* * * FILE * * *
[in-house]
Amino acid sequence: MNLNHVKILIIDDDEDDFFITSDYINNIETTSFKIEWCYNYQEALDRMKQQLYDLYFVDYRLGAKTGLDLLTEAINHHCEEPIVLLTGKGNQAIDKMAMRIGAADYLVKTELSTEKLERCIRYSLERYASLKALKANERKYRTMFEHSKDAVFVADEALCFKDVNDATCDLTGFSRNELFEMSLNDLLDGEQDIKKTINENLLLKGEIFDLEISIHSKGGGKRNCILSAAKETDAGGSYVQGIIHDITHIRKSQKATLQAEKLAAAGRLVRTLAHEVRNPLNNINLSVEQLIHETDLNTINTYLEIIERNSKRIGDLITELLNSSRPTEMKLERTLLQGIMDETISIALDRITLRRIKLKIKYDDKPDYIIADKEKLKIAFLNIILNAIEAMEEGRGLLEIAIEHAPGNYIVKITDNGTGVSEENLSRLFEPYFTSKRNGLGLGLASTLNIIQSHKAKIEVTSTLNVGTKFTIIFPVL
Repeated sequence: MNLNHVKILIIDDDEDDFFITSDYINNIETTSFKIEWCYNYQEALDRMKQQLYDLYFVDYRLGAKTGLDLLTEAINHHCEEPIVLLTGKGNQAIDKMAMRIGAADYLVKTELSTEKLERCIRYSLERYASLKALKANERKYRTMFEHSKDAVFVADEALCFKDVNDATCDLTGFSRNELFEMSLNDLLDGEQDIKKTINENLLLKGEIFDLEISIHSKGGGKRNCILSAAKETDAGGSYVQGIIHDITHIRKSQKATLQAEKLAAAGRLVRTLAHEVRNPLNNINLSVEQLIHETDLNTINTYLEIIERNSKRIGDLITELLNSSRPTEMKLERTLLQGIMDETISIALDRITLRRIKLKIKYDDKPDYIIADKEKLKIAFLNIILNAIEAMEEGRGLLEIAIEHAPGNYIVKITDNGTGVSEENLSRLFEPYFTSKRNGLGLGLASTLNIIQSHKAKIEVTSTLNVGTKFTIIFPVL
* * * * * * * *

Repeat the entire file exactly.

[in-house]
Amino acid sequence: MNLNHVKILIIDDDEDDFFITSDYINNIETTSFKIEWCYNYQEALDRMKQQLYDLYFVDYRLGAKTGLDLLTEAINHHCEEPIVLLTGKGNQAIDKMAMRIGAADYLVKTELSTEKLERCIRYSLERYASLKALKANERKYRTMFEHSKDAVFVADEALCFKDVNDATCDLTGFSRNELFEMSLNDLLDGEQDIKKTINENLLLKGEIFDLEISIHSKGGGKRNCILSAAKETDAGGSYVQGIIHDITHIRKSQKATLQAEKLAAAGRLVRTLAHEVRNPLNNINLSVEQLIHETDLNTINTYLEIIERNSKRIGDLITELLNSSRPTEMKLERTLLQGIMDETISIALDRITLRRIKLKIKYDDKPDYIIADKEKLKIAFLNIILNAIEAMEEGRGLLEIAIEHAPGNYIVKITDNGTGVSEENLSRLFEPYFTSKRNGLGLGLASTLNIIQSHKAKIEVTSTLNVGTKFTIIFPVL
Repeated sequence: MNLNHVKILIIDDDEDDFFITSDYINNIETTSFKIEWCYNYQEALDRMKQQLYDLYFVDYRLGAKTGLDLLTEAINHHCEEPIVLLTGKGNQAIDKMAMRIGAADYLVKTELSTEKLERCIRYSLERYASLKALKANERKYRTMFEHSKDAVFVADEALCFKDVNDATCDLTGFSRNELFEMSLNDLLDGEQDIKKTINENLLLKGEIFDLEISIHSKGGGKRNCILSAAKETDAGGSYVQGIIHDITHIRKSQKATLQAEKLAAAGRLVRTLAHEVRNPLNNINLSVEQLIHETDLNTINTYLEIIERNSKRIGDLITELLNSSRPTEMKLERTLLQGIMDETISIALDRITLRRIKLKIKYDDKPDYIIADKEKLKIAFLNIILNAIEAMEEGRGLLEIAIEHAPGNYIVKITDNGTGVSEENLSRLFEPYFTSKRNGLGLGLASTLNIIQSHKAKIEVTSTLNVGTKFTIIFPVL